Friday, May 3, 2013
CBS TELEVISION CITY was, at the dawn of television, a brilliant solution to a daunting problem.
New York City studio space for local and network television was ,all but, maxed out in the early 1950's,as production for the nascent medium grew at an amazing pace.
20 hours per week of programming for the Tiffany Network was being produced by Philadelphia's WCAU-TV alone,plus a wide-range of shows that were originating from Chicago
As the coaxial cable connected America's East and West coasts, the opportunity to expand facilities presented itself.
CBS scion William Paley and his company's visionary president, Dr. Frank Stanton,crafted a plan to build a groundbreaking, vibrant, expansive Los Angeles facility that would not only meet current video needs, but offer options for growth in the years ahead.
CBS TELEVISION CITY opened on November 16th, 1952.
In the Fall of 1953, the legendary Edward R. Murrow and his SEE IT NOW documentary team prduced the rare look at CBS TELEVISION CITY that posted below.
The program is in two clips from the CBSMEDIA YOU TUBE site. Enjoy!!!!
Saturday, April 20, 2013
WHEN POLISHED BRASS SHONE BRIGHT ON TELEVISION - HERB ALPERT & THE TIJUANA BRASS - CBS-TV - CIRCA APRIL 24,1967
The soundtrack of American Life in the 1960's and 70's is replete with musical performers who weren't into hard rock ,heavy metal, the Mersey Beat, Motown, R&B or, even bubblegum music, which was kind of pre-fab, top forty.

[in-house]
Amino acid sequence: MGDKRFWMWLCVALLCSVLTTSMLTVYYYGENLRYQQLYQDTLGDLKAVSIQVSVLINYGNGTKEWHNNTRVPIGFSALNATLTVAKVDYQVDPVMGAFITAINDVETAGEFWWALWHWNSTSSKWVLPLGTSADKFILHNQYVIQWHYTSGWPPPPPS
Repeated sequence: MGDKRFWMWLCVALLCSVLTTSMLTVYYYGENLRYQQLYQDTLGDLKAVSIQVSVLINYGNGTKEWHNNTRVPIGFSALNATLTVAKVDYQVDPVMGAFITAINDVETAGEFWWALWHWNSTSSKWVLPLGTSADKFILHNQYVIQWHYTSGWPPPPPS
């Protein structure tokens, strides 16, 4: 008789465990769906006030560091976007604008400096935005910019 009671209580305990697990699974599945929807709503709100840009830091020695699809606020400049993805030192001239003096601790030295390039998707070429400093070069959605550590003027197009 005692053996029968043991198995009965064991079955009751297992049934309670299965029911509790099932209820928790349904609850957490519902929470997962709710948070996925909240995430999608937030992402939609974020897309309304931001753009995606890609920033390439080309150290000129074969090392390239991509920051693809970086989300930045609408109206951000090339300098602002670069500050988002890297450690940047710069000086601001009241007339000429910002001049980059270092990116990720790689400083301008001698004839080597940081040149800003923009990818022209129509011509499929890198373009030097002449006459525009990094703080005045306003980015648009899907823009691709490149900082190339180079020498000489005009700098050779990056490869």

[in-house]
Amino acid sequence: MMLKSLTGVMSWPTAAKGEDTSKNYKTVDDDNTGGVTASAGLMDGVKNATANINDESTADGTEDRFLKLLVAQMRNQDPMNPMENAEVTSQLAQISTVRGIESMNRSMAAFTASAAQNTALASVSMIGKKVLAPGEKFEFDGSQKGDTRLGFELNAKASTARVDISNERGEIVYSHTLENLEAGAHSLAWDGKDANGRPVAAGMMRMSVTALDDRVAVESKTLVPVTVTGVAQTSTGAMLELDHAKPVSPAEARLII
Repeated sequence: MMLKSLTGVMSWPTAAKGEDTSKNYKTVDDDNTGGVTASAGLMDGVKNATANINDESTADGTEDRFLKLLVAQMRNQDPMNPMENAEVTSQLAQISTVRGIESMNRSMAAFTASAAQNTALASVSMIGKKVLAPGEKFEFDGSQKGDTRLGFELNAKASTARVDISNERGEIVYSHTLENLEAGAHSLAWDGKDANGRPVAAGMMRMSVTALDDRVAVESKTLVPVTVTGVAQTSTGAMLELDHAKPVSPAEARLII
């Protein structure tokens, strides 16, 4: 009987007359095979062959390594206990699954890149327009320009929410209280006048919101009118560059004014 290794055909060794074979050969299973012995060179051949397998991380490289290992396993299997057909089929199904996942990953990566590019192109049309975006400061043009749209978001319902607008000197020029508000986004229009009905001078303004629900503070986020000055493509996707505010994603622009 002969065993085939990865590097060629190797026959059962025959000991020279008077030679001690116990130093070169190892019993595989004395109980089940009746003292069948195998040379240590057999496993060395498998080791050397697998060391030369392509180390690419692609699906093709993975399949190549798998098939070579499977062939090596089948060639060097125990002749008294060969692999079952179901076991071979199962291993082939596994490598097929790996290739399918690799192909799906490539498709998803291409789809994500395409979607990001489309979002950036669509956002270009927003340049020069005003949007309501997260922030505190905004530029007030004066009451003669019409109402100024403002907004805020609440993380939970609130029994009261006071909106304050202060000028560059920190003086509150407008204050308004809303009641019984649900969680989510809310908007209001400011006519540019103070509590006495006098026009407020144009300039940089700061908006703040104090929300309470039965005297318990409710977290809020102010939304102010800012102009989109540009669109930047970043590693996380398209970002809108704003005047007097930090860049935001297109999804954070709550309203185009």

Their upbeat, energetic offerings were more like cotton candy and comprised "The Sound of Today."
These artists included Glen Campbell , Bobbie Gentry and one of the most beloved, super - groups of the time,Herb Alpert and the Tijuana Brass.
Most of these performers crossed over to star in television specials or series.
Herb Alpert and his band were at the top of the popular music charts when they teamed with the incomparable creative of
Gary Smith and Dwight Hemion, the pair who had first brought Barbara Streisand to television.
They made beautiful music...and television...together.
On April 24th 1967, Alpert & company starred in SINGER PRESENTS HERB ALPERT AND THE TIJUANA BRASS, in Color , on CBS-TV.
It features an amazing (given the technology of the time) , airborn, opening sequence in in a ground-breaking musical special, that took color cameras and the talent out of the studio and on location. It also wove a linear, comic narrative about the group and its history to bring a filmic quality to the storytelling.
The effort was rewarded with high ratings and 4 EMMY noinations.
Here is a monochome version of the entire show, including commercials for sponsor Singer Sewing Machines, thanks to the FRANK DRACMAN YOU TUBE site.
You'll also see Alpert's second special, THE BEAT OF THE BRASS, which aired on April 22, 1968.
Saturday, April 6, 2013
THE BUTTON DOWN MIND IN PRIME TIME - BOB NEWHART DOES STAND-UP ON THE JACK PAAR SHOW - NBC-TV - CIRCA 5/29/65
In the late 1950's and early 1960's Jack Paar was network television's avatar of angst.
As the second host of TONIGHT on NBC (following Steve Allen and preceding Johnny Carson), each weeknight. Paar convened the smartest cocktail party that anyone ever watched between their feet on a portable tv in the bedroom.